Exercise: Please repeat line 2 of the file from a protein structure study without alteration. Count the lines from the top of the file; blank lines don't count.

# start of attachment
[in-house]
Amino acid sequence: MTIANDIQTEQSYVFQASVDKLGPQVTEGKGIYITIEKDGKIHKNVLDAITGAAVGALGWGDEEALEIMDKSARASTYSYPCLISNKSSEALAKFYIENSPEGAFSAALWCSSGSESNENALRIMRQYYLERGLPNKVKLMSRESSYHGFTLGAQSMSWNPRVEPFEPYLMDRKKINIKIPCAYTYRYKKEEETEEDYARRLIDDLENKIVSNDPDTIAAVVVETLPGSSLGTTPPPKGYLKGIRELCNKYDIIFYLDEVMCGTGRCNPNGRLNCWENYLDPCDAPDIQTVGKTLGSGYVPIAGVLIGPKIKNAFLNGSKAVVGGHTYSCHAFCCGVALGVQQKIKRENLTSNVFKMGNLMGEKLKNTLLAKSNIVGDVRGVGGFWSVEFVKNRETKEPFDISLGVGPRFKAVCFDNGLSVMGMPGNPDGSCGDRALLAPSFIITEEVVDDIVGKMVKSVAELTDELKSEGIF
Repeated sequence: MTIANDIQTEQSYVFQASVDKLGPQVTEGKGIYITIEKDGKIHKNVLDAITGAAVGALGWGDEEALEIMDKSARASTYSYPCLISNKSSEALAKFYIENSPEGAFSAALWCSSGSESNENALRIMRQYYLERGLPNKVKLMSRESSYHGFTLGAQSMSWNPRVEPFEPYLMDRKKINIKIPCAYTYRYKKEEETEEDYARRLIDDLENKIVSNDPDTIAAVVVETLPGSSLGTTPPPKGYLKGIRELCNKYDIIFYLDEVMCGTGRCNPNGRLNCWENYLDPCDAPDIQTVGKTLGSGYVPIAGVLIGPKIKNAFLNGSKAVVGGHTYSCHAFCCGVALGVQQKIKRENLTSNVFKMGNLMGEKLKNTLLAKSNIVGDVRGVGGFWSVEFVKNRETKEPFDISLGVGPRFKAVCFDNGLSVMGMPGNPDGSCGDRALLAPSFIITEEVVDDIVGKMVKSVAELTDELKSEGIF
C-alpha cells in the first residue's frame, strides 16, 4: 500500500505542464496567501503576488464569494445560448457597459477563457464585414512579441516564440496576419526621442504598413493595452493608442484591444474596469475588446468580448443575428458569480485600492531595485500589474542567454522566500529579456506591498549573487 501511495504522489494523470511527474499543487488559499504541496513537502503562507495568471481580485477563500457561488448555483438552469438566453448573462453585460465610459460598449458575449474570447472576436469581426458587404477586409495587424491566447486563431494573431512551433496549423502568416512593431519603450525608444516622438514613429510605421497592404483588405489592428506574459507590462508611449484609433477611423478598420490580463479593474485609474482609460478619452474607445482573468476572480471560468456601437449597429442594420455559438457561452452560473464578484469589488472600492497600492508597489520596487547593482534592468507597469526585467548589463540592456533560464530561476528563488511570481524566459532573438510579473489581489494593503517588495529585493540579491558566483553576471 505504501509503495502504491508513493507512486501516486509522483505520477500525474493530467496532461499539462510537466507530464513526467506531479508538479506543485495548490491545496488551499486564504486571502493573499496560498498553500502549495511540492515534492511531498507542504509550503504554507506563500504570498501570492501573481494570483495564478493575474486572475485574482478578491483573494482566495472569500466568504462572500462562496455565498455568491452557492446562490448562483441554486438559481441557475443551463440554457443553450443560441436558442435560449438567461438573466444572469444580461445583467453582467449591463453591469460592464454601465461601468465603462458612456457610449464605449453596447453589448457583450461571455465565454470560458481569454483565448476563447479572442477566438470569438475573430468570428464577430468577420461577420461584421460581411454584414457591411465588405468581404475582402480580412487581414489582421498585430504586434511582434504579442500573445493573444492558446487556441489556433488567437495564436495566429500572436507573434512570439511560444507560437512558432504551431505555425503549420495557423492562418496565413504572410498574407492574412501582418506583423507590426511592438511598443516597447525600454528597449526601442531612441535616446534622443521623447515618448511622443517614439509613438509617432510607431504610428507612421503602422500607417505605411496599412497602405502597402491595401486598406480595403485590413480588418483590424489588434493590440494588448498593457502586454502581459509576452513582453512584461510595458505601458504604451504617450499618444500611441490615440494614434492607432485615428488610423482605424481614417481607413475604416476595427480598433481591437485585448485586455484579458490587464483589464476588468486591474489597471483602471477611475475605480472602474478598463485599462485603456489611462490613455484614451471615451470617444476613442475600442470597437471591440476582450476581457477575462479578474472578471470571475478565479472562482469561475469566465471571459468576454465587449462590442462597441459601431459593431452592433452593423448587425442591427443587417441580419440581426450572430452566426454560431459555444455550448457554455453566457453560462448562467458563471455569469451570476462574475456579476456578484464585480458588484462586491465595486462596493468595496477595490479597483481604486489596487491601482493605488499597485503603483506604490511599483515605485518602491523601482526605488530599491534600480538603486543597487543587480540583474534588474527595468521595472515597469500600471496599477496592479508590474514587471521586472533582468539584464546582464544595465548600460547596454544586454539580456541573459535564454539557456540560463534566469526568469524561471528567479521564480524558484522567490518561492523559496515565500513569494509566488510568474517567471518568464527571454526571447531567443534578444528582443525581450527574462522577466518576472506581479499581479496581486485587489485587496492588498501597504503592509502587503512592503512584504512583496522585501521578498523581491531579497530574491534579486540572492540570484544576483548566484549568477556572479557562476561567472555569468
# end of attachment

Amino acid sequence: MTIANDIQTEQSYVFQASVDKLGPQVTEGKGIYITIEKDGKIHKNVLDAITGAAVGALGWGDEEALEIMDKSARASTYSYPCLISNKSSEALAKFYIENSPEGAFSAALWCSSGSESNENALRIMRQYYLERGLPNKVKLMSRESSYHGFTLGAQSMSWNPRVEPFEPYLMDRKKINIKIPCAYTYRYKKEEETEEDYARRLIDDLENKIVSNDPDTIAAVVVETLPGSSLGTTPPPKGYLKGIRELCNKYDIIFYLDEVMCGTGRCNPNGRLNCWENYLDPCDAPDIQTVGKTLGSGYVPIAGVLIGPKIKNAFLNGSKAVVGGHTYSCHAFCCGVALGVQQKIKRENLTSNVFKMGNLMGEKLKNTLLAKSNIVGDVRGVGGFWSVEFVKNRETKEPFDISLGVGPRFKAVCFDNGLSVMGMPGNPDGSCGDRALLAPSFIITEEVVDDIVGKMVKSVAELTDELKSEGIF